Individual Presentation or Panel Title

Emotion, Pedagogy, and Curriculum: Teaching in Migrant Children Schools in Urban China

Abstract

Although public concern has increased with regard to the education and welfare issues affecting children of China’s domestic migrant workers in recent years, there is still very limited recognition for the group of people who work and teach in the schools mainly serve migrant children. This inquiry focuses on four teachers from different migrant children schools. Their experiences represent different philosophies of teaching and reflect various types of pedagogical practices in migrant children schools. To some degree, all these teachers struggle with being a teacher in migrant children schools. Their different approaches to teaching and various adoption of curriculum represent how teachers in migrant children schools are trying to make sense of who they are and whom they are working with. The purpose of this inquiry is to analyze how different social relations and structural factors influence the dynamics of migrant children schools and the society at large, as well as examining the factors influence teachers’ identities and their sociocultural-constructed philosophies of teaching that have been made “invisible,” both socially and culturally. I argue that curriculum is enacted and created and teachers’ emotion is situated and structured. It is particularly crucial to recognize the complex relationships between emotion, pedagogy, and curriculum in country like China with rigorous national curriculum and places like migrant children schools where curriculum issues would normally be considered as less important as daily survival.

Presentation Description

This inquiry focuses on four teachers from different migrant children schools. Their different approaches to teaching and various adoption of curriculum represent how teachers in migrant children schools are trying to make sense of who they are and whom they are working with. The purpose of this inquiry is to analyze how different social relations and structural factors influence the dynamics of migrant children schools and the society at large, as well as examining the factors influence teachers’ identities and their sociocultural-constructed philosophies of teaching that have been made “invisible,” both socially and culturally.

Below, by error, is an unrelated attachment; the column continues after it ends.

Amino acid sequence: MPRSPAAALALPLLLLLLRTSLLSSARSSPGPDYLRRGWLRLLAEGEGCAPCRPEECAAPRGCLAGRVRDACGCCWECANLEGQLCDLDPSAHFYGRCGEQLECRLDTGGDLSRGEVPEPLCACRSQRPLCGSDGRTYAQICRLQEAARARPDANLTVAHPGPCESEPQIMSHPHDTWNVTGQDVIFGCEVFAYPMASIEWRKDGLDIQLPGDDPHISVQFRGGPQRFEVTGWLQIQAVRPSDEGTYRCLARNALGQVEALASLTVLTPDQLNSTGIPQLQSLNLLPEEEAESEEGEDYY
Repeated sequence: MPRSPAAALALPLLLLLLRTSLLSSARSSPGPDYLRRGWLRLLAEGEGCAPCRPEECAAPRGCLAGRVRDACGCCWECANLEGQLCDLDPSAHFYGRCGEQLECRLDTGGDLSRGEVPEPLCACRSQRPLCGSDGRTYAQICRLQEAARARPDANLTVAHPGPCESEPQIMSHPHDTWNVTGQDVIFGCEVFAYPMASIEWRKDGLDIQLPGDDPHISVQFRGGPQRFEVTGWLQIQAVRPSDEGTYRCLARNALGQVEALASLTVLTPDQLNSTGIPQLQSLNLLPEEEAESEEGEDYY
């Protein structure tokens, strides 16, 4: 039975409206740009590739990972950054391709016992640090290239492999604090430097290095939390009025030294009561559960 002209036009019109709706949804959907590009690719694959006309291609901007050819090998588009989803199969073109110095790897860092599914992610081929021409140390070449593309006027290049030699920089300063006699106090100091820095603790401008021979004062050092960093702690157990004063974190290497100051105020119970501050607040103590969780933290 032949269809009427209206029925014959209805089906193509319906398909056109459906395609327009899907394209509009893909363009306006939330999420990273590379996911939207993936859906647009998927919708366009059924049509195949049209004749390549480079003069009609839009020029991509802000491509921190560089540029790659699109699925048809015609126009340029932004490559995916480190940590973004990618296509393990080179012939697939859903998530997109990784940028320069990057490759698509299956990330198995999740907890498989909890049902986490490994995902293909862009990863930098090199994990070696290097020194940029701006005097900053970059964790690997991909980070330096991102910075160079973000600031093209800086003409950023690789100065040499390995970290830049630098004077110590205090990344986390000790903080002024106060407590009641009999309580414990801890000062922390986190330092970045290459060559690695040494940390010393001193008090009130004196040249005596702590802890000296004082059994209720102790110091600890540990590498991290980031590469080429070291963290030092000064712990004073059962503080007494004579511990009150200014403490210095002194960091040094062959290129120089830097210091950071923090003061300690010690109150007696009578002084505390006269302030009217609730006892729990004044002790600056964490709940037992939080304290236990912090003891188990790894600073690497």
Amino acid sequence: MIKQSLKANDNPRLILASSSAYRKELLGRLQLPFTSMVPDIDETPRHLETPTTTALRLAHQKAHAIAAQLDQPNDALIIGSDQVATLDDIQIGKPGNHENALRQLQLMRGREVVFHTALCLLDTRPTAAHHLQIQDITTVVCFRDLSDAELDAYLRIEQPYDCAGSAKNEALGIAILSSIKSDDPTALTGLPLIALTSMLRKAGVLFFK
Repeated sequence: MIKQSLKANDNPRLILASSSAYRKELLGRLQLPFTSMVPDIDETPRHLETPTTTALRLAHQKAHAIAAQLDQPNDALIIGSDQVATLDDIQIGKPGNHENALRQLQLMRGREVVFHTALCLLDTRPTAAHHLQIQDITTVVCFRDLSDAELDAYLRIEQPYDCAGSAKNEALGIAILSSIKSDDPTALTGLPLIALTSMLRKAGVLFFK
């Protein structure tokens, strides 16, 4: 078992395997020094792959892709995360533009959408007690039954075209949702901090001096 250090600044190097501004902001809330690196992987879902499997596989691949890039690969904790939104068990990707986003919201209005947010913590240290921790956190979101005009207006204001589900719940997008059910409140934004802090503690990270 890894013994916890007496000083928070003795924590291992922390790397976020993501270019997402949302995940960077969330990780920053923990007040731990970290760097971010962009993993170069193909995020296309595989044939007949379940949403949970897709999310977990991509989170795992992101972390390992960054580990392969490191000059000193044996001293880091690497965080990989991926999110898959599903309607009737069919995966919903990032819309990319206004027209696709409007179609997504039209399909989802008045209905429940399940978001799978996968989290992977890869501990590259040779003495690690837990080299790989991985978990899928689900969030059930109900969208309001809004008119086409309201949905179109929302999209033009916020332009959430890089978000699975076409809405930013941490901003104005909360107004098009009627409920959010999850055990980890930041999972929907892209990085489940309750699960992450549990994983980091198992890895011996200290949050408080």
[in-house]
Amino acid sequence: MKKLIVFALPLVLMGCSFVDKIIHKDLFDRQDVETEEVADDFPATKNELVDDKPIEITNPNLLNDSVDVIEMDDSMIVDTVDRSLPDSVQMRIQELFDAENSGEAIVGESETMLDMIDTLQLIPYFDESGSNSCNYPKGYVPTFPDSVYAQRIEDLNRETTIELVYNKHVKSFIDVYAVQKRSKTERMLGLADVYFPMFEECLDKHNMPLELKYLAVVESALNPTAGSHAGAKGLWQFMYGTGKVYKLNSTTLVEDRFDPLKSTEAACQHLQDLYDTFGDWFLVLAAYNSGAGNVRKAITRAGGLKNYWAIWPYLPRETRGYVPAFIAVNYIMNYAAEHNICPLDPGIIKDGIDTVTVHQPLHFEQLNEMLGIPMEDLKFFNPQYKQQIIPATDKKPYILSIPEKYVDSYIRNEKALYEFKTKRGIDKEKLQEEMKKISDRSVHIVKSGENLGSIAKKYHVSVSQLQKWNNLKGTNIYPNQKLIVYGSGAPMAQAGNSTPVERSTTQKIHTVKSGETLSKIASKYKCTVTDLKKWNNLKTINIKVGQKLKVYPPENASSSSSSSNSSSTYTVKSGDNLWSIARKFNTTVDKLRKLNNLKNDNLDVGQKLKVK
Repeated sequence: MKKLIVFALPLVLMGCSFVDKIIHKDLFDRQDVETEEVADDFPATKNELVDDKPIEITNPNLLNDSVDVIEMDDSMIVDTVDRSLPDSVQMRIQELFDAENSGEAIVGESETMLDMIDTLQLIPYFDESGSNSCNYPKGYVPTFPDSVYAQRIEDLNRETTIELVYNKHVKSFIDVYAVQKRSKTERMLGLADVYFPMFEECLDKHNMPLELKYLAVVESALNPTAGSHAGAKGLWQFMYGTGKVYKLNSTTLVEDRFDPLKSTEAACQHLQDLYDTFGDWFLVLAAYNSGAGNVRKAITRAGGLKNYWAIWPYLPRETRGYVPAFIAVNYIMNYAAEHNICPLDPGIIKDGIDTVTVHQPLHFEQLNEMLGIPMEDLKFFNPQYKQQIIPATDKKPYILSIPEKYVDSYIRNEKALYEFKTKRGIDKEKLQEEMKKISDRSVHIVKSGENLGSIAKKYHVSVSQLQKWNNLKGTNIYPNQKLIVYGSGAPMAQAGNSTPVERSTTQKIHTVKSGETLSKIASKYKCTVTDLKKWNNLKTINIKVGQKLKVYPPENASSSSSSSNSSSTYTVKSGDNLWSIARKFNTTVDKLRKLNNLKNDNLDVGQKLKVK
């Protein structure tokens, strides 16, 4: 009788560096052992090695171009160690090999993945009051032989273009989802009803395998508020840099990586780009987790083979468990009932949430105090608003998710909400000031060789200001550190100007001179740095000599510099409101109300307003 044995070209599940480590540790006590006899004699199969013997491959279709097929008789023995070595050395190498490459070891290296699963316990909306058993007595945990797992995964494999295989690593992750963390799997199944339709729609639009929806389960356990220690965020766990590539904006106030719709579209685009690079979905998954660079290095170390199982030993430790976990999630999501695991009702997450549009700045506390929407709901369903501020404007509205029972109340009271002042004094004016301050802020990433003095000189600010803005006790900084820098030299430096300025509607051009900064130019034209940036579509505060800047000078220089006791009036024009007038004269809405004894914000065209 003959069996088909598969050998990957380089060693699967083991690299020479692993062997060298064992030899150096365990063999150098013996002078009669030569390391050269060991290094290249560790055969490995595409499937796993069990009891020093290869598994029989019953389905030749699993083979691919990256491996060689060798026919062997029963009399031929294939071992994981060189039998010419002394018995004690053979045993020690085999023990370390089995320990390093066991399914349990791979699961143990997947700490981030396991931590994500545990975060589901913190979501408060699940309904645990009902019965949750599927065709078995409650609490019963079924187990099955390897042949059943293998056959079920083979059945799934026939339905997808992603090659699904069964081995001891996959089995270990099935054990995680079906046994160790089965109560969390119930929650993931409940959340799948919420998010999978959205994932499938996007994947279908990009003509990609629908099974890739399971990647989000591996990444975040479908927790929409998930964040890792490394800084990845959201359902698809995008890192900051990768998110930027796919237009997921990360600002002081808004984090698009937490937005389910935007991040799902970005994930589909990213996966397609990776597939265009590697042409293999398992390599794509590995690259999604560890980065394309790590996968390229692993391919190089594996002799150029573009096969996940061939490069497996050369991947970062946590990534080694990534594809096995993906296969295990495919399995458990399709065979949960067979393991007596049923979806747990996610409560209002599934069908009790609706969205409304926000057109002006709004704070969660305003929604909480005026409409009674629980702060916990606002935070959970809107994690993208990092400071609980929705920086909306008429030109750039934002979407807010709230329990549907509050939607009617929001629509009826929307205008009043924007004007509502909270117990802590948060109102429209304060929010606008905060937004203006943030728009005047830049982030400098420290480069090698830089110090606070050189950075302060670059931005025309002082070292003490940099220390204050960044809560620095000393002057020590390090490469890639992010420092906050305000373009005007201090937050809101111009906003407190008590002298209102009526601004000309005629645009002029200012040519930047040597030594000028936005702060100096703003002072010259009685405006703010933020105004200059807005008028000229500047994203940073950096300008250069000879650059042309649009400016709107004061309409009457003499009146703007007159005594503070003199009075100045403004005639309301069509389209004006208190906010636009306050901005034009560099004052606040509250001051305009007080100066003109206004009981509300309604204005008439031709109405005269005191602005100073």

Keywords

Migrant Teachers, Emotion, Pedagogy, Curriculum

Location

Forsyth

Publication Type and Release Option

Presentation (Open Access)

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Jun 9th, 2:15 PM Jun 9th, 3:30 PM

Emotion, Pedagogy, and Curriculum: Teaching in Migrant Children Schools in Urban China

Forsyth

Although public concern has increased with regard to the education and welfare issues affecting children of China’s domestic migrant workers in recent years, there is still very limited recognition for the group of people who work and teach in the schools mainly serve migrant children. This inquiry focuses on four teachers from different migrant children schools. Their experiences represent different philosophies of teaching and reflect various types of pedagogical practices in migrant children schools. To some degree, all these teachers struggle with being a teacher in migrant children schools. Their different approaches to teaching and various adoption of curriculum represent how teachers in migrant children schools are trying to make sense of who they are and whom they are working with. The purpose of this inquiry is to analyze how different social relations and structural factors influence the dynamics of migrant children schools and the society at large, as well as examining the factors influence teachers’ identities and their sociocultural-constructed philosophies of teaching that have been made “invisible,” both socially and culturally. I argue that curriculum is enacted and created and teachers’ emotion is situated and structured. It is particularly crucial to recognize the complex relationships between emotion, pedagogy, and curriculum in country like China with rigorous national curriculum and places like migrant children schools where curriculum issues would normally be considered as less important as daily survival.